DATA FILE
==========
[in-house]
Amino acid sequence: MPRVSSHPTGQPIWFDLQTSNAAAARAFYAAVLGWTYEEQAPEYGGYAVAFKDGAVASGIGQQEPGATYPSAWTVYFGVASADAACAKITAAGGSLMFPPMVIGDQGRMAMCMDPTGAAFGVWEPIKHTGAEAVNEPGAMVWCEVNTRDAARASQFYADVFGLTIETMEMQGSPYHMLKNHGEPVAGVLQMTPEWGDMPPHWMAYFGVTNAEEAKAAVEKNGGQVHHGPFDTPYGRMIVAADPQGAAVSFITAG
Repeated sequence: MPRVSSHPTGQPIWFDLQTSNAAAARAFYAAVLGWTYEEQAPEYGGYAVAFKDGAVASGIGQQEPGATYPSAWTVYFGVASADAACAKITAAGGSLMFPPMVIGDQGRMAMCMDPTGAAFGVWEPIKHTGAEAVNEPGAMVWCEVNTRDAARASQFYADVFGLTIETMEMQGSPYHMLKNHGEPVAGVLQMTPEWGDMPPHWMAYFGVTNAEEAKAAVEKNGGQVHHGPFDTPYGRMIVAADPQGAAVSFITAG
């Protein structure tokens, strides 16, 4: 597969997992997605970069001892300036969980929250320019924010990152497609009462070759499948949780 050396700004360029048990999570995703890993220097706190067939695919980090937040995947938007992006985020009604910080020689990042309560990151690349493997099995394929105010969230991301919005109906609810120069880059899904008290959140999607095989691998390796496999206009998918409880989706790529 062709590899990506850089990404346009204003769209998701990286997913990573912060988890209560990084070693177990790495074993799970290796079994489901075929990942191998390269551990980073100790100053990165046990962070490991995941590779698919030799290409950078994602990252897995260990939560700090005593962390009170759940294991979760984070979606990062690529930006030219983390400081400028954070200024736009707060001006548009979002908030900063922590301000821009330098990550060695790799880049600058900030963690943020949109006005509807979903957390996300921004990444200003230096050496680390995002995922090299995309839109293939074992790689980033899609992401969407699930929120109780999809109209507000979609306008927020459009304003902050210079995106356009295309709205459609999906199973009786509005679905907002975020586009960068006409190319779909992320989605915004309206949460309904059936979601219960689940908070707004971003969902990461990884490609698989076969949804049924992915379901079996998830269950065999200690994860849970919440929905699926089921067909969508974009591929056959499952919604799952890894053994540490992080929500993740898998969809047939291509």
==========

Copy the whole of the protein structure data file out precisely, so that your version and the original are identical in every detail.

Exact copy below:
[in-house]
Amino acid sequence: MPRVSSHPTGQPIWFDLQTSNAAAARAFYAAVLGWTYEEQAPEYGGYAVAFKDGAVASGIGQQEPGATYPSAWTVYFGVASADAACAKITAAGGSLMFPPMVIGDQGRMAMCMDPTGAAFGVWEPIKHTGAEAVNEPGAMVWCEVNTRDAARASQFYADVFGLTIETMEMQGSPYHMLKNHGEPVAGVLQMTPEWGDMPPHWMAYFGVTNAEEAKAAVEKNGGQVHHGPFDTPYGRMIVAADPQGAAVSFITAG
Repeated sequence: MPRVSSHPTGQPIWFDLQTSNAAAARAFYAAVLGWTYEEQAPEYGGYAVAFKDGAVASGIGQQEPGATYPSAWTVYFGVASADAACAKITAAGGSLMFPPMVIGDQGRMAMCMDPTGAAFGVWEPIKHTGAEAVNEPGAMVWCEVNTRDAARASQFYADVFGLTIETMEMQGSPYHMLKNHGEPVAGVLQMTPEWGDMPPHWMAYFGVTNAEEAKAAVEKNGGQVHHGPFDTPYGRMIVAADPQGAAVSFITAG
């Protein structure tokens, strides 16, 4: 597969997992997605970069001892300036969980929250320019924010990152497609009462070759499948949780 050396700004360029048990999570995703890993220097706190067939695919980090937040995947938007992006985020009604910080020689990042309560990151690349493997099995394929105010969230991301919005109906609810120069880059899904008290959140999607095989691998390796496999206009998918409880989706790529 062709590899990506850089990404346009204003769209998701990286997913990573912060988890209560990084070693177990790495074993799970290796079994489901075929990942191998390269551990980073100790100053990165046990962070490991995941590779698919030799290409950078994602990252897995260990939560700090005593962390009170759940294991979760984070979606990062690529930006030219983390400081400028954070200024736009707060001006548009979002908030900063922590301000821009330098990550060695790799880049600058900030963690943020949109006005509807979903957390996300921004990444200003230096050496680390995002995922090299995309839109293939074992790689980033899609992401969407699930929120109780999809109209507000979609306008927020459009304003902050210079995106356009295309709205459609999906199973009786509005679905907002975020586009960068006409190319779909992320989605915004309206949460309904059936979601219960689940908070707004971003969902990461990884490609698989076969949804049924992915379901079996998830269950065999200690994860849970919440929905699926089921067909969508974009591929056959499952919604799952890894053994540490992080929500993740898998969809047939291509």